ANCHOR LEAD: KEEPING ACTIVE IN MANY WAYS HELPS AVOID DEMENTIA, ELIZABETH TRACEY REPORTS
A combination of physical activity, social connections and brain training is emerging as the best way to keep Alzheimer’s disease at bay, a study presented at the American Academy of Neurology meeting concludes. Constantine Lyketsos, an Alzheimer’s disease expert at Johns Hopkins, says this latest study employed a carefully designed computer program for the mental activity component, but he suggests another strategy.
LYKETSOS: The ideal way to do this would be to keep an older person engaged for as long as possible with physical activity, social engagement and mental activity. And I’ve always been an advocate of trying to do this by not letting people retire. People who are at greatest risk for dementia also tend to retire earlier. Typically people who have less education, and less stimulating or exciting jobs. And these are also individuals who probably have fewer resources in terms of how they keep engaged after retirement. :32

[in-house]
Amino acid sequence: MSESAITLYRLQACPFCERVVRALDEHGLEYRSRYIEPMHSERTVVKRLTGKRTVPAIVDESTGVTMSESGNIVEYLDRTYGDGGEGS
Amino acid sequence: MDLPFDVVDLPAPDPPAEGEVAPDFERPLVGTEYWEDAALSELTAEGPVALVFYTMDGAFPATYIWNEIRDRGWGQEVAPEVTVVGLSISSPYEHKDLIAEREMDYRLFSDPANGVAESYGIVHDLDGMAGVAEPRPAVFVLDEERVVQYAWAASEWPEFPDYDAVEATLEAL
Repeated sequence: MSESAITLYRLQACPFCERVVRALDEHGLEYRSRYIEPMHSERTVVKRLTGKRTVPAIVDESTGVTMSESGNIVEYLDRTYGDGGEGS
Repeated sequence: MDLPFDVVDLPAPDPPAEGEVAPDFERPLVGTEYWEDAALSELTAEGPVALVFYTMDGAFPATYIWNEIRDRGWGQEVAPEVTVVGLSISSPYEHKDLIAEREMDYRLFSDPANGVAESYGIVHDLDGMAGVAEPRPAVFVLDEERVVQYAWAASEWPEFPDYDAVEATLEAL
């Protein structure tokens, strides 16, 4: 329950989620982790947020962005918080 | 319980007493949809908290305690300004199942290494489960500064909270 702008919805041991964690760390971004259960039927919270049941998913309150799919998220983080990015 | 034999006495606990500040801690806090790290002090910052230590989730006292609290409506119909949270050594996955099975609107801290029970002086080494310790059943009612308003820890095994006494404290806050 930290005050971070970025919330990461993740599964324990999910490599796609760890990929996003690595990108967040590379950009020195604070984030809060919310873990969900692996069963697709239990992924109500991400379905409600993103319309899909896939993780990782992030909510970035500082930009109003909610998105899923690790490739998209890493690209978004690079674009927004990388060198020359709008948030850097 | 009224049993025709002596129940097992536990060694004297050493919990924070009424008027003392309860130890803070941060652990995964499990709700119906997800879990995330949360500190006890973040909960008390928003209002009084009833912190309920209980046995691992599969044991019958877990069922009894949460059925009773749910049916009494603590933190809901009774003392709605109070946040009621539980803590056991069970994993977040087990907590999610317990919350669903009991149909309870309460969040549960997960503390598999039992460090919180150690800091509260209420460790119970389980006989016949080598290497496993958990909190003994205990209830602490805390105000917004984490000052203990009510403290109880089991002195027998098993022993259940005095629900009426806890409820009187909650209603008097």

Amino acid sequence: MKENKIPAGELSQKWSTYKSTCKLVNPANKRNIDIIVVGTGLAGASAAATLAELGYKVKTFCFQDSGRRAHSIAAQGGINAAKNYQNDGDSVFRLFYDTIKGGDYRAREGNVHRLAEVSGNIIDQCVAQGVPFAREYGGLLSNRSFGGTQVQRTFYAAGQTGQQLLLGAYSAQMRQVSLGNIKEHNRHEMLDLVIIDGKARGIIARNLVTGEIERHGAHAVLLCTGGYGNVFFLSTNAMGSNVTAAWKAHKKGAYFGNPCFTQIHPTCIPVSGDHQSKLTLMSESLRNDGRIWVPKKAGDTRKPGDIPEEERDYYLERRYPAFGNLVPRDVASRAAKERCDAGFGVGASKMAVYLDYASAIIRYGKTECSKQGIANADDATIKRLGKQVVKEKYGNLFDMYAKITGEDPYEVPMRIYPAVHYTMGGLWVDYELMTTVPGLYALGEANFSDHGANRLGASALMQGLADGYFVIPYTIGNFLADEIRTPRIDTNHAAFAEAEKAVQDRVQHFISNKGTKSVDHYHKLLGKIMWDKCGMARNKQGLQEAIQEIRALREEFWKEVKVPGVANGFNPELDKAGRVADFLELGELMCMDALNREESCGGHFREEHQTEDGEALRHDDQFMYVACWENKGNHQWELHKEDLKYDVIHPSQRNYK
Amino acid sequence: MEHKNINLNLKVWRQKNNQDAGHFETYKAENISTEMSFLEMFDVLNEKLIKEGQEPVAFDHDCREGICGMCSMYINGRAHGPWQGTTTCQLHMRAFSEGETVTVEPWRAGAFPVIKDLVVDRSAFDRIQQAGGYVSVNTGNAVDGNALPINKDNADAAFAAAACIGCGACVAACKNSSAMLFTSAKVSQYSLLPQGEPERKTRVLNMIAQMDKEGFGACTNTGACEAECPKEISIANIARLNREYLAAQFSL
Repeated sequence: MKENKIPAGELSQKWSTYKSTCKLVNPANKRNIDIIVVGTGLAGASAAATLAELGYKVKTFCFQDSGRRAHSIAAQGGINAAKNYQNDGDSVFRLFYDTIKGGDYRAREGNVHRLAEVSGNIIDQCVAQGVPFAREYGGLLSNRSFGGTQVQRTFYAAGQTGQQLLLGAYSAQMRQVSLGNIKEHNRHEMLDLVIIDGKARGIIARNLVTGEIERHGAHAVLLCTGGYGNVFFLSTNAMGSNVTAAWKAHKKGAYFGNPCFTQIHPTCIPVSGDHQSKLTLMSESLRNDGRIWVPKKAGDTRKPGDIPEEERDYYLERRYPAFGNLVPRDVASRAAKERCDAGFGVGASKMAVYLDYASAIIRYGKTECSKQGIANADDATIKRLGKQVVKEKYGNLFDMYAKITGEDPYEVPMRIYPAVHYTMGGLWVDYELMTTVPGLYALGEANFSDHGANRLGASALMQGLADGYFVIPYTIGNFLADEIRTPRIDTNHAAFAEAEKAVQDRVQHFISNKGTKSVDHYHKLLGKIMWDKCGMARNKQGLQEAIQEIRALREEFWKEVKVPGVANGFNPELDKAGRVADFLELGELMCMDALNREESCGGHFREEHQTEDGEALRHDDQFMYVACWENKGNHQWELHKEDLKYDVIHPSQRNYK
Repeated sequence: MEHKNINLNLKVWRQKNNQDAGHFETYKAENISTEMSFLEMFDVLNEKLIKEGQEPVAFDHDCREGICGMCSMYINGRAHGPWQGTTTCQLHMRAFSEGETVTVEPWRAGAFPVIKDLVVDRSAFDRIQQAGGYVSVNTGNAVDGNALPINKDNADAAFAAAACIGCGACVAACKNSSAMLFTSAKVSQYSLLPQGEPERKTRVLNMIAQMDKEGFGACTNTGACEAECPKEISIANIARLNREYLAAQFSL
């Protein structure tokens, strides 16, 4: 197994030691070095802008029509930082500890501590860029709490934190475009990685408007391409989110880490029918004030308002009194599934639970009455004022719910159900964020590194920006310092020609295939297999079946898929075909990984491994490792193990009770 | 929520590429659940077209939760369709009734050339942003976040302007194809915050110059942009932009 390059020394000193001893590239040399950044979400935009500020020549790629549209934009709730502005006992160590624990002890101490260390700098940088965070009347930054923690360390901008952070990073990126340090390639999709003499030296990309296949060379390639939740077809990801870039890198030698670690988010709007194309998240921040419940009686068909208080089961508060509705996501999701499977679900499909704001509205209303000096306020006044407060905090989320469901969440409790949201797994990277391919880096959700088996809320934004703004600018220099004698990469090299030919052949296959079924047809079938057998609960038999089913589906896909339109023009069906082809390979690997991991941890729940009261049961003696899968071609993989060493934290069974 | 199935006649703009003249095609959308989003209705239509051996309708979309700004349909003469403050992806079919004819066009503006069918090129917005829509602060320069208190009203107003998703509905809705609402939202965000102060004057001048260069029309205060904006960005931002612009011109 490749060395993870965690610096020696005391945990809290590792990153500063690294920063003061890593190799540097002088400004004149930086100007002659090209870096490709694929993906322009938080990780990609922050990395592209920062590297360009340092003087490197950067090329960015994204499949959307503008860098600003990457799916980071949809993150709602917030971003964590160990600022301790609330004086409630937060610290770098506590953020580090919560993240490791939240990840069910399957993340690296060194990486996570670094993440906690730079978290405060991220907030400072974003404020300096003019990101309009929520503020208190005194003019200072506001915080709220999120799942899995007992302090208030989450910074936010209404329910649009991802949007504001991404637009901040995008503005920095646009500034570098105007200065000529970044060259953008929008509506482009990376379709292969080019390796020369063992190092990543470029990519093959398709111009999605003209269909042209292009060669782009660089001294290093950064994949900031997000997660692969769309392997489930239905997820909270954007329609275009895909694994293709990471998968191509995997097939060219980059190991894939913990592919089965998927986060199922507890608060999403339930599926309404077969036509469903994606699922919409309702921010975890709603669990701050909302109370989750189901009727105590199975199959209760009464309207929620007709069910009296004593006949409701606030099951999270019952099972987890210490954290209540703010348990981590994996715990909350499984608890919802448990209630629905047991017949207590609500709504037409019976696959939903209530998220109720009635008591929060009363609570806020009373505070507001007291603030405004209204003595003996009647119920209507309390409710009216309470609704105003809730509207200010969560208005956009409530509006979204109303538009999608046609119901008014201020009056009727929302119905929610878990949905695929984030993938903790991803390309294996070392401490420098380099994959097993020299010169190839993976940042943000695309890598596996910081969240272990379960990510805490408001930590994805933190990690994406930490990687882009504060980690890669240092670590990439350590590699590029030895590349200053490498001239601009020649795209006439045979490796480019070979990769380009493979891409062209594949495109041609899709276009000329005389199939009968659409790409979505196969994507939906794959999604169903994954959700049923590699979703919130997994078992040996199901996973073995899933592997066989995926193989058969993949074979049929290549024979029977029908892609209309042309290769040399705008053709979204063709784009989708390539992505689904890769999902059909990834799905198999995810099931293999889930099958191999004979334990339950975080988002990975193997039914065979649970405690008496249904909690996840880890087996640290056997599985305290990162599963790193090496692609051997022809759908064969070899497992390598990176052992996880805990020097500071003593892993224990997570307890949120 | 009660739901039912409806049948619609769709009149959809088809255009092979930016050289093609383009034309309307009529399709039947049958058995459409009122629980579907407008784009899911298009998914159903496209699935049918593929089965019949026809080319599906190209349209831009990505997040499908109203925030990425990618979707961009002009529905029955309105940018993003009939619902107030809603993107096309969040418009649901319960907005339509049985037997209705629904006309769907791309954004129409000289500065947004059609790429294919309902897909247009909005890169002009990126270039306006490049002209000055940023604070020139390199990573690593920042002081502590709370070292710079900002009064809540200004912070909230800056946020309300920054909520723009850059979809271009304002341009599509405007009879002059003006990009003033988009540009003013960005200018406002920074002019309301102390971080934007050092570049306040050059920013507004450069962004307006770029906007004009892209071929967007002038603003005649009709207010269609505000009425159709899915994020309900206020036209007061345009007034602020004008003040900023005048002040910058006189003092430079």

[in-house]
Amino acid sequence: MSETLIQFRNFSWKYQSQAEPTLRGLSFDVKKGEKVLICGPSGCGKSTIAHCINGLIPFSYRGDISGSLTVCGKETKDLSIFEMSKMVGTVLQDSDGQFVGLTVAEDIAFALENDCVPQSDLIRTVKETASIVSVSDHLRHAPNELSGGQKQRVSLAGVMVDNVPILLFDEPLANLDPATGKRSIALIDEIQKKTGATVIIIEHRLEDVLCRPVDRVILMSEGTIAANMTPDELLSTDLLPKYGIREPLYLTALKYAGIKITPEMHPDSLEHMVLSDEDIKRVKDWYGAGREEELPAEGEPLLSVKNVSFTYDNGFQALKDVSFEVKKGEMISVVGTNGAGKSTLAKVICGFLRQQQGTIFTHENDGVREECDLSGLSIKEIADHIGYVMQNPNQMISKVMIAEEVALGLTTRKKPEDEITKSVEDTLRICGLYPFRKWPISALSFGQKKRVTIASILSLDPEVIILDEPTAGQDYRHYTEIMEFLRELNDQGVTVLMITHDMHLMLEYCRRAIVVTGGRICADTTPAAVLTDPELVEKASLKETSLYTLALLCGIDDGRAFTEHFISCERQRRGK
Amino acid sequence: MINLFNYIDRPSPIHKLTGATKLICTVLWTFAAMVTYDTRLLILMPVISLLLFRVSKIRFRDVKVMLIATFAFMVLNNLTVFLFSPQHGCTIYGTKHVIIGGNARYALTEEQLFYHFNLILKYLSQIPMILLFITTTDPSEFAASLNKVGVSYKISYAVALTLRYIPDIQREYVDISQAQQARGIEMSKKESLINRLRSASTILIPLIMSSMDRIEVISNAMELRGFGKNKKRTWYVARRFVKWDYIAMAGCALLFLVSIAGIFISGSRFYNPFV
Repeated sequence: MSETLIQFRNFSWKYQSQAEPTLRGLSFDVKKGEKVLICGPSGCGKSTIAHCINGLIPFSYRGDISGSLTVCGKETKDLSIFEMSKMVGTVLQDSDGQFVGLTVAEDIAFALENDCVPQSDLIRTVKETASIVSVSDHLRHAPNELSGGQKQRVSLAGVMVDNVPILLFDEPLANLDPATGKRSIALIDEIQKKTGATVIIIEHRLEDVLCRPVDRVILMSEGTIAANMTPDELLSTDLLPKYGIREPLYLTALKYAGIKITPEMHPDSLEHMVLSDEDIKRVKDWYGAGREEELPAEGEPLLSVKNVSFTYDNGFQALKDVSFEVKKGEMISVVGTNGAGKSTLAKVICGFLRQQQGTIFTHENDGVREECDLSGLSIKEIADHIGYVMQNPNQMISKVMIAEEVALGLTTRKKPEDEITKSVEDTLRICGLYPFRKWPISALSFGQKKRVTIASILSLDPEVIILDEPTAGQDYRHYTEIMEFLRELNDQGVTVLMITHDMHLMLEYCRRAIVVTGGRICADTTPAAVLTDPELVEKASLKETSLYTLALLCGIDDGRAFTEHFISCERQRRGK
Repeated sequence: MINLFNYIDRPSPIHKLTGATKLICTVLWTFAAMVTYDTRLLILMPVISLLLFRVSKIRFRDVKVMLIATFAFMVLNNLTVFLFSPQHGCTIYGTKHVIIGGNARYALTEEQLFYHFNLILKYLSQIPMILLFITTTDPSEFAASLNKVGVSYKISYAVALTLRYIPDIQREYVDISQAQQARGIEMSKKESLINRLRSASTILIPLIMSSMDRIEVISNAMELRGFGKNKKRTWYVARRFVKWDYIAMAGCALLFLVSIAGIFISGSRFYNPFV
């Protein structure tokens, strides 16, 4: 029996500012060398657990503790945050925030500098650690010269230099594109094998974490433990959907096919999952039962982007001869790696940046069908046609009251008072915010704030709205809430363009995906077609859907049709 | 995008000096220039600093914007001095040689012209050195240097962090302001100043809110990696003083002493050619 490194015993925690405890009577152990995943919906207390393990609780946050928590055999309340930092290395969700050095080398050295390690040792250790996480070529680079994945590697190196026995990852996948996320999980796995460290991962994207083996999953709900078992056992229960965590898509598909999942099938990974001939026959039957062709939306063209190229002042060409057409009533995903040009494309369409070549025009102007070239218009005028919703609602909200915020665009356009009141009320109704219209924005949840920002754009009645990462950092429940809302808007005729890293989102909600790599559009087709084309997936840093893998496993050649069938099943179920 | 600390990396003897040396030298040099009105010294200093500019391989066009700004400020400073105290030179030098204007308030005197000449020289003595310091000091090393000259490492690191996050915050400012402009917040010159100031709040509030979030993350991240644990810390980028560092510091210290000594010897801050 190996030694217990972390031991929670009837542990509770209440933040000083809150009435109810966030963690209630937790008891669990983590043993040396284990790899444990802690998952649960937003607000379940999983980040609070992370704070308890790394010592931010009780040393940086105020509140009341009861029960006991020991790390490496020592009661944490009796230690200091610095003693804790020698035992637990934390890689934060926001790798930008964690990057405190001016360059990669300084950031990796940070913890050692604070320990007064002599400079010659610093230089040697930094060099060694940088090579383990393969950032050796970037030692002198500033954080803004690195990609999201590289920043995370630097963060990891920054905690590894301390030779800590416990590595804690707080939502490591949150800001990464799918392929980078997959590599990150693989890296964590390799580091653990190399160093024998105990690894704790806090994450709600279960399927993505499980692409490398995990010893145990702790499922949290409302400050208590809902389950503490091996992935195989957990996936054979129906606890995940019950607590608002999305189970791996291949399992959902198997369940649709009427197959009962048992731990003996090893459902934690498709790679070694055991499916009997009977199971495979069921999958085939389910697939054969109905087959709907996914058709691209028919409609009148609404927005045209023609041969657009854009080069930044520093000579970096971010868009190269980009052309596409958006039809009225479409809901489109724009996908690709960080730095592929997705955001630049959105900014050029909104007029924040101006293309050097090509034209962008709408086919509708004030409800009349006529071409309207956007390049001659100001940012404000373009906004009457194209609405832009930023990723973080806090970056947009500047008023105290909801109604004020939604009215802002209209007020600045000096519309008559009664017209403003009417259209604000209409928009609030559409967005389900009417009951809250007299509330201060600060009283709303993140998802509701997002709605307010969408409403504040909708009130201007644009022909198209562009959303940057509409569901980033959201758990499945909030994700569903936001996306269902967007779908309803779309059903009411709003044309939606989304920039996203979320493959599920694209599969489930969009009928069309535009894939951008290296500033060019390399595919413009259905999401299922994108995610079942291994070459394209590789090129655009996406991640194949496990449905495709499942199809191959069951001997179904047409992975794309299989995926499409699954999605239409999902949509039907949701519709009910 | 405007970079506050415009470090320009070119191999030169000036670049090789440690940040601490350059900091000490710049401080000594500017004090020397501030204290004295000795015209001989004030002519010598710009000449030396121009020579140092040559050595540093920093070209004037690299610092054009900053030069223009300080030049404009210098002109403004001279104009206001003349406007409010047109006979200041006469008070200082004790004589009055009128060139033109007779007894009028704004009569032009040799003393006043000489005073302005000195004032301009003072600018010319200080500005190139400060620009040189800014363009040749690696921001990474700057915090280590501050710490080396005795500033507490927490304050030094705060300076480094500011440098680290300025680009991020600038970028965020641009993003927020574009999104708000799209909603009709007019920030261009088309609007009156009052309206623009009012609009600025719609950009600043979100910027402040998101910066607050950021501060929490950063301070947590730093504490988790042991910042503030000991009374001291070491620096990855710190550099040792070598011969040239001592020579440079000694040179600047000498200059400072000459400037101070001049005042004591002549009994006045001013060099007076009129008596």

I’m Elizabeth Tracey reporting.